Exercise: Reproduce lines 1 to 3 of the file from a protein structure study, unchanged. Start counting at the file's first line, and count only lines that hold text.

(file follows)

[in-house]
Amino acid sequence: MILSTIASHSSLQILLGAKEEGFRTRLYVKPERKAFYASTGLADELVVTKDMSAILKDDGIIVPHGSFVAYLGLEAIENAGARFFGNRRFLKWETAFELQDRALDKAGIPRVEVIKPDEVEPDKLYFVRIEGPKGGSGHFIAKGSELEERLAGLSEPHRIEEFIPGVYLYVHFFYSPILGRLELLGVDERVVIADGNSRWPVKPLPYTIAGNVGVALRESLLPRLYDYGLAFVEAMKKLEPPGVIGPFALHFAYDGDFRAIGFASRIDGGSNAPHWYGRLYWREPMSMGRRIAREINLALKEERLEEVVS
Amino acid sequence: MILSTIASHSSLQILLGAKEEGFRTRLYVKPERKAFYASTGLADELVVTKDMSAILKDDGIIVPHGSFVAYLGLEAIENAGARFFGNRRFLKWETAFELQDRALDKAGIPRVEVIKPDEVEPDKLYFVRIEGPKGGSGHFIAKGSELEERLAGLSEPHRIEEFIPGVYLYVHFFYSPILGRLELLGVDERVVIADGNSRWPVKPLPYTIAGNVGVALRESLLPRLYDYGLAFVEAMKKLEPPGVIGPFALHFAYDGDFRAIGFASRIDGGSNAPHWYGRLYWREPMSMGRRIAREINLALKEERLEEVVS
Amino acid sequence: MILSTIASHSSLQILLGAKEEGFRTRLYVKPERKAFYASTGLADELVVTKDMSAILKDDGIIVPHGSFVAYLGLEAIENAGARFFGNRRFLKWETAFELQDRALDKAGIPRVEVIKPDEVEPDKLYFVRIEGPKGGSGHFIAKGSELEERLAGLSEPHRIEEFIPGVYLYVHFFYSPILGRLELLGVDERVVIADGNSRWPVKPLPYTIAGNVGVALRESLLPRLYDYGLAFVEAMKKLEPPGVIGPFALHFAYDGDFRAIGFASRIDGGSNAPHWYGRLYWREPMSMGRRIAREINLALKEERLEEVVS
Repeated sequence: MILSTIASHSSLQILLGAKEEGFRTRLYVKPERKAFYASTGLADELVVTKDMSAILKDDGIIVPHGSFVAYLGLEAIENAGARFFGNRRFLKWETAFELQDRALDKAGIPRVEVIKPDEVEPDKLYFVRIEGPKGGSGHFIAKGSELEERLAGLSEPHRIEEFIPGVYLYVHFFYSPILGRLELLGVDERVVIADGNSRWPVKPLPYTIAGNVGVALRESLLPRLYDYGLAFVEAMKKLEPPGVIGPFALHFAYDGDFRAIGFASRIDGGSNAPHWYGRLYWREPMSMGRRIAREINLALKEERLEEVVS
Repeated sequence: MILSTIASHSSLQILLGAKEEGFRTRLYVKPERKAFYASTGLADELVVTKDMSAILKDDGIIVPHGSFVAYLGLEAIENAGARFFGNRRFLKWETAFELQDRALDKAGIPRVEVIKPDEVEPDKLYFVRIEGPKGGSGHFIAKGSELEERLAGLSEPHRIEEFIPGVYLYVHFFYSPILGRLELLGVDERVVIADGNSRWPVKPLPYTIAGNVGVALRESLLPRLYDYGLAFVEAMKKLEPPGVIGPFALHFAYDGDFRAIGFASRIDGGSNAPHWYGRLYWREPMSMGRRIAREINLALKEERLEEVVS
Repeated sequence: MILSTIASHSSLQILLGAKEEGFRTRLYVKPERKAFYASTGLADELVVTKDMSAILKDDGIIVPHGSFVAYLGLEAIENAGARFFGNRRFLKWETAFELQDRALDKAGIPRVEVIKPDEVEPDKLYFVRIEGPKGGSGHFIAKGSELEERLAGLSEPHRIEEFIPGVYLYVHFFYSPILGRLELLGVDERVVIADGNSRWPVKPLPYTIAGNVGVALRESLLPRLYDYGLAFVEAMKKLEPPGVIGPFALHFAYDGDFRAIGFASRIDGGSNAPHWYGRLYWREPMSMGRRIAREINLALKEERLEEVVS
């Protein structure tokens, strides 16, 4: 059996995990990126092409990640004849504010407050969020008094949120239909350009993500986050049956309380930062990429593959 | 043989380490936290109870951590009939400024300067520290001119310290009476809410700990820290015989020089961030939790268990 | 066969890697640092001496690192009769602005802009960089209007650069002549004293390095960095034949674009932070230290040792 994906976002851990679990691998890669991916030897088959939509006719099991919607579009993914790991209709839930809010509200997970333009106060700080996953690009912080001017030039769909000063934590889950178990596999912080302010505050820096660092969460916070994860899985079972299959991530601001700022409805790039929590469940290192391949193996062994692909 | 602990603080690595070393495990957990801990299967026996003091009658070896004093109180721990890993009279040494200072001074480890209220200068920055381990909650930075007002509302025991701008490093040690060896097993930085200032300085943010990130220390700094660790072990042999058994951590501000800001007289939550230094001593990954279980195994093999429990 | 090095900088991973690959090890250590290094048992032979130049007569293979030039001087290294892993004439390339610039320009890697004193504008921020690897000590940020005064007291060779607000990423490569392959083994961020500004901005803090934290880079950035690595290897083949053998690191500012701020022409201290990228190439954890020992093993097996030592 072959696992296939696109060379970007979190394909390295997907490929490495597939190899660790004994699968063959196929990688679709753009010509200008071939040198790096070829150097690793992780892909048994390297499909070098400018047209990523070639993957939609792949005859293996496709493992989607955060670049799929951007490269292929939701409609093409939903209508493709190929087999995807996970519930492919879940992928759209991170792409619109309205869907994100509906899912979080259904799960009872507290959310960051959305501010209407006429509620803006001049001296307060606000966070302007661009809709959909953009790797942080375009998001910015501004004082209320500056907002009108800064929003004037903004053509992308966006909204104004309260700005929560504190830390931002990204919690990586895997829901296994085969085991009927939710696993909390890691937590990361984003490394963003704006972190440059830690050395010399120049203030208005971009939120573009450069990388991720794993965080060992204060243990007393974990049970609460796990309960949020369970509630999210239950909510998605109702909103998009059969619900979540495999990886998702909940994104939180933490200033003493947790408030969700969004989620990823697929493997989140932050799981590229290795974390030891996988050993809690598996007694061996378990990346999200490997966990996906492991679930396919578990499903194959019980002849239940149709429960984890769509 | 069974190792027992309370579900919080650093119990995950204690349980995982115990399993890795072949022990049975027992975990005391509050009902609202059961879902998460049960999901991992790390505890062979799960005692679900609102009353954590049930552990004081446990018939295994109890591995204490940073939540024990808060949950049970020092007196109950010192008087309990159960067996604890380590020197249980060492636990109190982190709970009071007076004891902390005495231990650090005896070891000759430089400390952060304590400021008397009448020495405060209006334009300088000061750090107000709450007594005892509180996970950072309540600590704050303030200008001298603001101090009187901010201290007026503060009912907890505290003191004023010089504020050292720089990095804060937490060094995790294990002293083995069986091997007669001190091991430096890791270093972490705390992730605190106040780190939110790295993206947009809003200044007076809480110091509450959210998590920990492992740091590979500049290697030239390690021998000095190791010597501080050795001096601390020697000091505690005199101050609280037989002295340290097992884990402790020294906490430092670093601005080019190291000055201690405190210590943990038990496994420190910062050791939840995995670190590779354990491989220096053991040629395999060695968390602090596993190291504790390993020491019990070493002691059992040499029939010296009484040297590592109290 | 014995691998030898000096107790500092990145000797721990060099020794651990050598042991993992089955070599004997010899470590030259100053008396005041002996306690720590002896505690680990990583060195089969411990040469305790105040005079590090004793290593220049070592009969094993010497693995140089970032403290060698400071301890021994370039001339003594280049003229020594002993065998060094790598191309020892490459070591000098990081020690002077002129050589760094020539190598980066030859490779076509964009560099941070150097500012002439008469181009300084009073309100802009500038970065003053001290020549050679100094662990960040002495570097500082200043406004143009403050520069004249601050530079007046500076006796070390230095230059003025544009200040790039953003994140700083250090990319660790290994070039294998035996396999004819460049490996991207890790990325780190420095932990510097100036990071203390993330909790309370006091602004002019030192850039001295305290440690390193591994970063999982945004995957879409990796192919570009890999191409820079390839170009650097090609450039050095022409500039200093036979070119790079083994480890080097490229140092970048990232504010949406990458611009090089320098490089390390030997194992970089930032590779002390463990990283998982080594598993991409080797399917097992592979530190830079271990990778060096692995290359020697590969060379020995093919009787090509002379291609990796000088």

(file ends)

[in-house]
Amino acid sequence: MILSTIASHSSLQILLGAKEEGFRTRLYVKPERKAFYASTGLADELVVTKDMSAILKDDGIIVPHGSFVAYLGLEAIENAGARFFGNRRFLKWETAFELQDRALDKAGIPRVEVIKPDEVEPDKLYFVRIEGPKGGSGHFIAKGSELEERLAGLSEPHRIEEFIPGVYLYVHFFYSPILGRLELLGVDERVVIADGNSRWPVKPLPYTIAGNVGVALRESLLPRLYDYGLAFVEAMKKLEPPGVIGPFALHFAYDGDFRAIGFASRIDGGSNAPHWYGRLYWREPMSMGRRIAREINLALKEERLEEVVS
Amino acid sequence: MILSTIASHSSLQILLGAKEEGFRTRLYVKPERKAFYASTGLADELVVTKDMSAILKDDGIIVPHGSFVAYLGLEAIENAGARFFGNRRFLKWETAFELQDRALDKAGIPRVEVIKPDEVEPDKLYFVRIEGPKGGSGHFIAKGSELEERLAGLSEPHRIEEFIPGVYLYVHFFYSPILGRLELLGVDERVVIADGNSRWPVKPLPYTIAGNVGVALRESLLPRLYDYGLAFVEAMKKLEPPGVIGPFALHFAYDGDFRAIGFASRIDGGSNAPHWYGRLYWREPMSMGRRIAREINLALKEERLEEVVS